"Made to look silly and laughable"--the PDS in Germany reacts to the erection of a statue of Rosa Luxemburg

On 10 January Lothar Bisky, Gregor Gysi and other leading members of the German Party of Democratic Socialism marched to the resting place of Rosa Luxemburg and Karl Liebknecht and laid wreaths on their graves at the Lichtenberg cemetery in East Berlin. (The Party of Democratic Socialism [PDS] is the successor party to the ruling Stalinist party [the SED] in the former German Democratic Republic [East Germany]).

The annual commemoration of the murder of Luxemburg and Liebknecht on the first weekend in January was a tradition in the German Democratic Republic, and even today attracts up to 100,000 people.

Now, however, less than two weeks later a controversy has broken out within the PDS. The source of the dispute is the sudden appearance of a statue of Rosa Luxemburg in front of the headquarters of the PDS, the Karl Liebknecht house in Berlin Mitte.

Leading members of the organisation reacted angrily to the "overnight putsch" by artist members of the party, who cemented a statue of Rosa Luxemburg into the pavement in front of the party centre in the middle of the night. According to Harno Harnish, the press speaker of the PDS, the leadership has been "made to look silly and laughable". The chairman of the party, Lothar Bisky, has intervened and promised to personally find an alternative site for the erection of the statue.

The dispute over the statue goes back to 1995 when an artist member of the PDS, Ingeborg Hunzinger, began a collection at the annual PDS conference for a sculpture of Rosa Luxemburg. She declared that she hoped thereby to rectify the situation in the former German Democratic Republic where, despite the readiness of the SED to erect statues and concrete monstrosities to all sorts of faithful Stalinist hacks, no monument was ever erected in honour of Rosa Luxemburg.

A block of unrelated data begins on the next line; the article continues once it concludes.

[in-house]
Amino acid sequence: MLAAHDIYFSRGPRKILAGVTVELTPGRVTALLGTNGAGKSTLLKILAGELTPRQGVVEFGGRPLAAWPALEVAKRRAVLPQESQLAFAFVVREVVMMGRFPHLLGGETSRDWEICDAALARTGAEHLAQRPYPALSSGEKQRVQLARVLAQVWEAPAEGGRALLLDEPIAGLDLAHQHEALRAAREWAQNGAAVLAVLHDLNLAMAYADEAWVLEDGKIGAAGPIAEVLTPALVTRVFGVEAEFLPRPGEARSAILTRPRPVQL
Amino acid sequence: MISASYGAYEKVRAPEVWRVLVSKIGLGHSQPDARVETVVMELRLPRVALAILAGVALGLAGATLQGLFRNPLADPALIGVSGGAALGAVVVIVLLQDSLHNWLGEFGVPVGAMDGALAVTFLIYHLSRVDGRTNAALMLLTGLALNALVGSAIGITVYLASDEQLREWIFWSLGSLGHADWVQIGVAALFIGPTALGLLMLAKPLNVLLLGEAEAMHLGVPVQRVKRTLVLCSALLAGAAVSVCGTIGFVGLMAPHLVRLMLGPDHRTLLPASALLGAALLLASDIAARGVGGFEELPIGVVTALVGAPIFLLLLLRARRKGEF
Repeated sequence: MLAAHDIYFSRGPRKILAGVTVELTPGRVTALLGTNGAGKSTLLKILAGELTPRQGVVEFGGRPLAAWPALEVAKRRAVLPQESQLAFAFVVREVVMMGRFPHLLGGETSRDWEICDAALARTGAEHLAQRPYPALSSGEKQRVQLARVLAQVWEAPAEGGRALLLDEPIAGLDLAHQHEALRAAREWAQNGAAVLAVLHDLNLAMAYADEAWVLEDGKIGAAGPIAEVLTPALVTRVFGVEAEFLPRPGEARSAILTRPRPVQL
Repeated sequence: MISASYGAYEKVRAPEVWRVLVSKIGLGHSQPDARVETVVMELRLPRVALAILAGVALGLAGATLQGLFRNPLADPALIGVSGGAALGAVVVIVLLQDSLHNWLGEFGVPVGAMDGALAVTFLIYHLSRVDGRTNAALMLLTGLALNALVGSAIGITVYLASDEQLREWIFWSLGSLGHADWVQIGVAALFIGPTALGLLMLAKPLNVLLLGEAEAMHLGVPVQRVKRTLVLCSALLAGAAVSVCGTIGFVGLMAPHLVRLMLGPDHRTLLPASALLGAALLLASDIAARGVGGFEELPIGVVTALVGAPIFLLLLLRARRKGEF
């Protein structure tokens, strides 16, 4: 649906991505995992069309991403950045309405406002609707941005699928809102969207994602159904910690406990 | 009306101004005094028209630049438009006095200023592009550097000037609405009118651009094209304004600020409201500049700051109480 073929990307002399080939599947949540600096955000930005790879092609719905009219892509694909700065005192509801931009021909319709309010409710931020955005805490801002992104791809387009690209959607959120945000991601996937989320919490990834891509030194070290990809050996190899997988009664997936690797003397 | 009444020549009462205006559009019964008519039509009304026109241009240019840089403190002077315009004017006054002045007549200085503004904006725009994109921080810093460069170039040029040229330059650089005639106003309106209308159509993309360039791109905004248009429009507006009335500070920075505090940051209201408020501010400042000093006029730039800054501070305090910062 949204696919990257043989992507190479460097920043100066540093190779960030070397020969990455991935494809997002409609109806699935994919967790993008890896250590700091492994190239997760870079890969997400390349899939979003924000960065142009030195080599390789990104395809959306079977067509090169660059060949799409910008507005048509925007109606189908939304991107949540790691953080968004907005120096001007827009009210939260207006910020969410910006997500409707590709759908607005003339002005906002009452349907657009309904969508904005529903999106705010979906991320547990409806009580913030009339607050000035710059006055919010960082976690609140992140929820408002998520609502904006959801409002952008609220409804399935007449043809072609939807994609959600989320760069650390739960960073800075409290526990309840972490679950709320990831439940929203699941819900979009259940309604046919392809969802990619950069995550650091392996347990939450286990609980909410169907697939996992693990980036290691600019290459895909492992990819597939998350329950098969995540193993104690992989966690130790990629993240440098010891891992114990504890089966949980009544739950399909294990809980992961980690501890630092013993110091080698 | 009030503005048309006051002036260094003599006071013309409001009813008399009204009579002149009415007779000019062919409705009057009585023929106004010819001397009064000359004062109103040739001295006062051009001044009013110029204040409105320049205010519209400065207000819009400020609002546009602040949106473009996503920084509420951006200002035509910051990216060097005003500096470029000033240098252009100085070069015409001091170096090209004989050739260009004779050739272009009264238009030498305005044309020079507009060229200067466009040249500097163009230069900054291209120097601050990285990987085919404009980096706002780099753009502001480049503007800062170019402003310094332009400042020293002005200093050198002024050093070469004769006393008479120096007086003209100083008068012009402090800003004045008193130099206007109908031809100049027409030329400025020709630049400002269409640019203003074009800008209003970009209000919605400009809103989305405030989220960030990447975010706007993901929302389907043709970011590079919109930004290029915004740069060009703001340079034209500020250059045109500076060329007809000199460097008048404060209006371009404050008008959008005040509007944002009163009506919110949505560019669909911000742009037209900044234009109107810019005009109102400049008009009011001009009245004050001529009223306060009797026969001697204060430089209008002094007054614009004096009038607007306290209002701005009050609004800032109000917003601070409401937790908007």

As the campaign and finances grew for such a project, leading layers in the party, so-called "Realos" (realists), expressed their growing misgivings about such a statue. They proposed a competition for a monument and emphasised that a place for its erection should be found other than in front of the party headquarters.

The misgivings and doubts on the part of leading members of the PDS regarding a monument to Rosa Luxemburg have a political pedigree. They are bound up with a long history of hostility on the part of the Stalinist SED to Luxemburg's internationalist outlook and uncompromising struggle against opportunism in the workers movement.

Based on the historical record there can be no doubt that had Luxemburg not been murdered in 1919, she would have thrown herself, with all her energy, into the struggle against Stalin. For his part, Stalin recognised that Luxemburg's political legacy posed an enormous threat.